Transistor action depends upon the fact that electrons in a semiconductor can carry current in two distinctly different ways. This is because most of the electrons in a semiconductor do not contribute to carrying the current at all. Instead they are held in fixed positions and act as a rigid cement to bind together the atoms in a solid.

Only if one of these electrons gets out of place, or if another electron is introduced in one of a number of ways, can current be carried. If, on the other hand, one of the electrons normally present in the cement is removed, then the ‘hole’ left behind it can move like a bubble in a liquid and thus carry current.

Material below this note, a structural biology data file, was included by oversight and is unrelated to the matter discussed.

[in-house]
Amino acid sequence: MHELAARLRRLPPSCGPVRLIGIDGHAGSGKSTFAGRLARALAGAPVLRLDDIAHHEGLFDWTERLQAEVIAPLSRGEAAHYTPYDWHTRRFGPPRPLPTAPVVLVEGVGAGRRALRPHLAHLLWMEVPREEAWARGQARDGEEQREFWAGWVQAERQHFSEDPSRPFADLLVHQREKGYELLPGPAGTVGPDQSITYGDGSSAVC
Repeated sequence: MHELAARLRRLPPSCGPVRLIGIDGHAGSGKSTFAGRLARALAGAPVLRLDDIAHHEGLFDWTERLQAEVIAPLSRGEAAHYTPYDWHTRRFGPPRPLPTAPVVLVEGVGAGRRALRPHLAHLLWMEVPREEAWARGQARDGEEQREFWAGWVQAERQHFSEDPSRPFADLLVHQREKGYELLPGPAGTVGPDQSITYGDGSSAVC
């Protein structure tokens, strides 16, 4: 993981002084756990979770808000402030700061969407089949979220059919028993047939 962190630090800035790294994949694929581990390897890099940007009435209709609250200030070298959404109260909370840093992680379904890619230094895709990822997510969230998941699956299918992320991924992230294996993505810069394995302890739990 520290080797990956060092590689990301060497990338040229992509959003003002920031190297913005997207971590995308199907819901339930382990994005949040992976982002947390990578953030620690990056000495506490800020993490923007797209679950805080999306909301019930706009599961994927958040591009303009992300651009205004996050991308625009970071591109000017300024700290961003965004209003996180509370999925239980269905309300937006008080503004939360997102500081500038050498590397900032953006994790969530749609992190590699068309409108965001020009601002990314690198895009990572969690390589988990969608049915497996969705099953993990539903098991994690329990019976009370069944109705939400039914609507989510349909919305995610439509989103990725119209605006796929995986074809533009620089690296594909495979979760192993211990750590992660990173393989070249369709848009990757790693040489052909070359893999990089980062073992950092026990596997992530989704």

“In a transistor made of a semiconductor, which normally conducts only by the extra electron process, current flows easily into the input point, which is at a higher negative voltage. The area of interaction is produced by ‘hole’ introduced by the input current and collected by the output point.”

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The transistor manufacture technology is briefly explained. The transistor manufacture technology is briefly explained. Reviewed by knowledge people creators on December 01, 2019 Rating: 5